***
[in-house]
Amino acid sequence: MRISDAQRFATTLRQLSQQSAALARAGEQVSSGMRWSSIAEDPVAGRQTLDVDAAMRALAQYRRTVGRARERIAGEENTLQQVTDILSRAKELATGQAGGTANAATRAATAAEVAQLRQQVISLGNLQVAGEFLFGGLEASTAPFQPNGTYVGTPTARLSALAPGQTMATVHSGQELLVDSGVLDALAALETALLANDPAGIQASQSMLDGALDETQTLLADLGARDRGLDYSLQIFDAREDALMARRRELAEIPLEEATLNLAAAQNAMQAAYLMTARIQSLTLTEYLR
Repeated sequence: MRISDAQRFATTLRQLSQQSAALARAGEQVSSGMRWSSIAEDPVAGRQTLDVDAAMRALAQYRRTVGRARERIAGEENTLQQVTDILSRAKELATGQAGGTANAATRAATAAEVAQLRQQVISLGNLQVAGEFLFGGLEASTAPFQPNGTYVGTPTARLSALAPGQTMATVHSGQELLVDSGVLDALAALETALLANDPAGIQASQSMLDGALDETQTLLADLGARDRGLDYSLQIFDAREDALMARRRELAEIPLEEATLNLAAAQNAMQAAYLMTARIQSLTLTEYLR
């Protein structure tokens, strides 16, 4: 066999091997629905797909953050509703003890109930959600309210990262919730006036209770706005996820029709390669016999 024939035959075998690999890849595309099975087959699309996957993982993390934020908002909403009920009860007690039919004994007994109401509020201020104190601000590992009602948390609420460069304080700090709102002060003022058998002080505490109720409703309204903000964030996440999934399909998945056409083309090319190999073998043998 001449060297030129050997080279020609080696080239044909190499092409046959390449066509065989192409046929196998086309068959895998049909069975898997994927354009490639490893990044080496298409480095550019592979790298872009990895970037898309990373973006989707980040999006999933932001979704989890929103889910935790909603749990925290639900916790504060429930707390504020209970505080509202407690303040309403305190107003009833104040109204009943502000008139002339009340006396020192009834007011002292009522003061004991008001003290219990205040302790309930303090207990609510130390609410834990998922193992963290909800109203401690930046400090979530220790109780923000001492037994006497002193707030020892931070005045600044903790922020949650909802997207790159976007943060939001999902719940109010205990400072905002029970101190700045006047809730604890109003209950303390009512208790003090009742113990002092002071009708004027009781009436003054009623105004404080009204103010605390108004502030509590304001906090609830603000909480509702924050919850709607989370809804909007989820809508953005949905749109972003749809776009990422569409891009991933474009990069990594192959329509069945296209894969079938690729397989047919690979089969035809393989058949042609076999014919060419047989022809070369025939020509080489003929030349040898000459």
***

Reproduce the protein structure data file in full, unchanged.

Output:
[in-house]
Amino acid sequence: MRISDAQRFATTLRQLSQQSAALARAGEQVSSGMRWSSIAEDPVAGRQTLDVDAAMRALAQYRRTVGRARERIAGEENTLQQVTDILSRAKELATGQAGGTANAATRAATAAEVAQLRQQVISLGNLQVAGEFLFGGLEASTAPFQPNGTYVGTPTARLSALAPGQTMATVHSGQELLVDSGVLDALAALETALLANDPAGIQASQSMLDGALDETQTLLADLGARDRGLDYSLQIFDAREDALMARRRELAEIPLEEATLNLAAAQNAMQAAYLMTARIQSLTLTEYLR
Repeated sequence: MRISDAQRFATTLRQLSQQSAALARAGEQVSSGMRWSSIAEDPVAGRQTLDVDAAMRALAQYRRTVGRARERIAGEENTLQQVTDILSRAKELATGQAGGTANAATRAATAAEVAQLRQQVISLGNLQVAGEFLFGGLEASTAPFQPNGTYVGTPTARLSALAPGQTMATVHSGQELLVDSGVLDALAALETALLANDPAGIQASQSMLDGALDETQTLLADLGARDRGLDYSLQIFDAREDALMARRRELAEIPLEEATLNLAAAQNAMQAAYLMTARIQSLTLTEYLR
């Protein structure tokens, strides 16, 4: 066999091997629905797909953050509703003890109930959600309210990262919730006036209770706005996820029709390669016999 024939035959075998690999890849595309099975087959699309996957993982993390934020908002909403009920009860007690039919004994007994109401509020201020104190601000590992009602948390609420460069304080700090709102002060003022058998002080505490109720409703309204903000964030996440999934399909998945056409083309090319190999073998043998 001449060297030129050997080279020609080696080239044909190499092409046959390449066509065989192409046929196998086309068959895998049909069975898997994927354009490639490893990044080496298409480095550019592979790298872009990895970037898309990373973006989707980040999006999933932001979704989890929103889910935790909603749990925290639900916790504060429930707390504020209970505080509202407690303040309403305190107003009833104040109204009943502000008139002339009340006396020192009834007011002292009522003061004991008001003290219990205040302790309930303090207990609510130390609410834990998922193992963290909800109203401690930046400090979530220790109780923000001492037994006497002193707030020892931070005045600044903790922020949650909802997207790159976007943060939001999902719940109010205990400072905002029970101190700045006047809730604890109003209950303390009512208790003090009742113990002092002071009708004027009781009436003054009623105004404080009204103010605390108004502030509590304001906090609830603000909480509702924050919850709607989370809804909007989820809508953005949905749109972003749809776009990422569409891009991933474009990069990594192959329509069945296209894969079938690729397989047919690979089969035809393989058949042609076999014919060419047989022809070369025939020509080489003929030349040898000459």